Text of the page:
COP27: Israel needs to take action to fight climate change - editorial

As coalition talks take place to create a new government, we hope that the matter of environmental protection does not fall by the wayside. 

 Interrelated crises with reciprocal feedback: Pollution, Climate change and Activity that Impairs Biodiversity (photo credit: studiovin/Shutterstock)
Interrelated crises with reciprocal feedback: Pollution, Climate change and Activity that Impairs Biodiversity
(photo credit: studiovin/Shutterstock)

A very large delegation from Israel is participating in the UN’s annual climate change summit, COP27, hosted by Egypt, which opened in Sharm e-Sheikh on Sunday. In addition to about 100 officials from various government ministries, some 700 participants including many climate tech companies are set to participate. 

Prime Minister Yair Lapid canceled his participation at the last minute following his election loss, but President Isaac Herzog will be leading the delegation, and high-level government members, including Environmental Protection Minister Tamar Zandberg are taking part.

Speaking ahead of the event last week, the president said: “I see an unparalleled opportunity in this delegation to make a firm statement about the magnitude of the challenge, to present our accomplishments and capabilities and of course to extend a hand to our neighbors and partners so that we may fight together for the future of Planet Earth and of our environment.”

“I see an unparalleled opportunity in this delegation to make a firm statement about the magnitude of the challenge, to present our accomplishments and capabilities and of course to extend a hand to our neighbors and partners so that we may fight together for the future of Planet Earth and of our environment.”

Israeli President Isaac Herzog

Zandberg issued a statement saying: “Israel is coming to the COP27 in a better state than it arrived at last year’s Climate Conference in Glasgow. Over the past year, we have taken many policy steps to further the subject of dealing with the climate crisis in Israel, both in preparatory measures and strengthening our climate resilience, and in the field of lowering greenhouse gas emissions.”

 People take part in a protest against climate change in Tel Aviv, Israel October 29, 2021.  (credit: REUTERS/CORINNA KERN) People take part in a protest against climate change in Tel Aviv, Israel October 29, 2021. (credit: REUTERS/CORINNA KERN)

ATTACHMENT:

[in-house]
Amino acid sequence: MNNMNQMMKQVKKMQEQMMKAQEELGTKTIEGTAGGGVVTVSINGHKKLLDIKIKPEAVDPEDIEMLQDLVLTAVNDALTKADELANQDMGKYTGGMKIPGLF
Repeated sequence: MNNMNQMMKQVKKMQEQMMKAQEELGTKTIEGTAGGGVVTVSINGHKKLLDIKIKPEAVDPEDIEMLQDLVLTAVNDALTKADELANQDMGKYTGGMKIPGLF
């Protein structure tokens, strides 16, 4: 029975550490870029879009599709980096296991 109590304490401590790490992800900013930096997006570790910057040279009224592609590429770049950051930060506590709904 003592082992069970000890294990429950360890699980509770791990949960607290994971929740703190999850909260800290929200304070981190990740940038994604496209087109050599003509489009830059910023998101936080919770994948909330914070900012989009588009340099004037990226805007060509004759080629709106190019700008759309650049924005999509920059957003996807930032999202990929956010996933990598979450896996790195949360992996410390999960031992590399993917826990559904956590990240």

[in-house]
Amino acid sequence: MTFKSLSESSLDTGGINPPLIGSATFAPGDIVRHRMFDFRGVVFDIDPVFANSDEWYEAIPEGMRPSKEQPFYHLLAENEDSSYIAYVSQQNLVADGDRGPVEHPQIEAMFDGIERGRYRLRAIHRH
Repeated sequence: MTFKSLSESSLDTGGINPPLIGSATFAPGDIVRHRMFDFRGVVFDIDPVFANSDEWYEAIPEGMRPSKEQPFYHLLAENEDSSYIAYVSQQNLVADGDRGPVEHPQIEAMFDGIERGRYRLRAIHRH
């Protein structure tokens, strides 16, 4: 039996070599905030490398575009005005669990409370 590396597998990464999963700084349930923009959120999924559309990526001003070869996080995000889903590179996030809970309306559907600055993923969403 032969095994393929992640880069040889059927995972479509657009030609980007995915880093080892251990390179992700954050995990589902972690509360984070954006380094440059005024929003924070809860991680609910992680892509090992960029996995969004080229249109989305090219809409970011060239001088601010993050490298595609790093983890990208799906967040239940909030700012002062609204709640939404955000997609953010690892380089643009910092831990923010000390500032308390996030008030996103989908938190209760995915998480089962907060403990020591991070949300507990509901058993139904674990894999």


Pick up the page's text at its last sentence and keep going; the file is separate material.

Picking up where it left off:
Israel needs to make progress on fighting climate change

Although Zandberg noted that progress had been made regarding the Climate Law in Israel, it still has not passed. Similarly, regulation including the climate crisis as a chapter in the Israel National Security Council’s multi-year assessment – reflecting readiness to deal with fires, floods, heat waves and cold snaps and climate refugees, for example – are still in progress, but not ready.

Last year at the Glasgow conference, then-prime minister Naftali Bennett made the commitment that Israel would reach net-zero carbon emissions by 2050, as a partner to the 2015 Paris Agreement. While Israel is far from being the only country unable to meet its stated goals, it makes sense this year for the country to focus on practical innovations and measures in which it is a world leader, as well as how it can help other countries, particularly those less economically advanced.

According to the Environmental Protection Ministry, one in seven start-ups last year were in climate tech, including in the challenging fields of smart agriculture, clean energy systems, sustainable mobility and transportation. Israel is a leading and creative force when it comes to developing meatless meat and milk without cows, desalination and water protection, and many other fields.

This year, while the world is coming out of the COVID pandemic, it is being influenced by the havoc caused as a result of Russia’s invasion of Ukraine. The cost of fuel and energy, for example, and the crisis in supplies of grain are very real and will definitely be on the COP27 agenda. While Israel has been spared the worst effects of the energy crisis, how it manages its growing gas industry is very relevant.

Israel and its Mediterranean neighbors are situated in a climate change “hot spot,” where the rise in temperatures and changes in rainfall patterns will continue to have an impact.

On Thursday, ahead of COP27, the Department of World Religions of the Ministry of Foreign Affairs, in collaboration with the Interfaith Center for Sustainable Development, held a first-of-its-kind interfaith conference on the role of religious leadership in dealing with climate change and signed the Jerusalem Climate Declaration. 

While such initiatives are very welcome, the it’s time to move on from declarations and raising awareness to taking real action, passing the necessary legislation, ensuring the budget for implementation and – no less important – enforcing existing and future environmental laws.

As coalition talks take place to create a new government, we hope that the matter of environmental protection does not fall by the wayside. 

Threats by members of the incoming coalition to  remove taxation imposed on single-use plastic utensils that are used in large quantities by ultra-Orthodox families would be short-sighted and a huge step backwards. This is one sacrifice that modern-day Israel must make to show its commitment to helping the environment and we sincerely hope that the current law stays in place.

Dealing with the environmental challenges and protecting the environment for future generations should not be seen as a matter of Left or Right. The environment belongs to us all, regardless of nationality, faith and politics.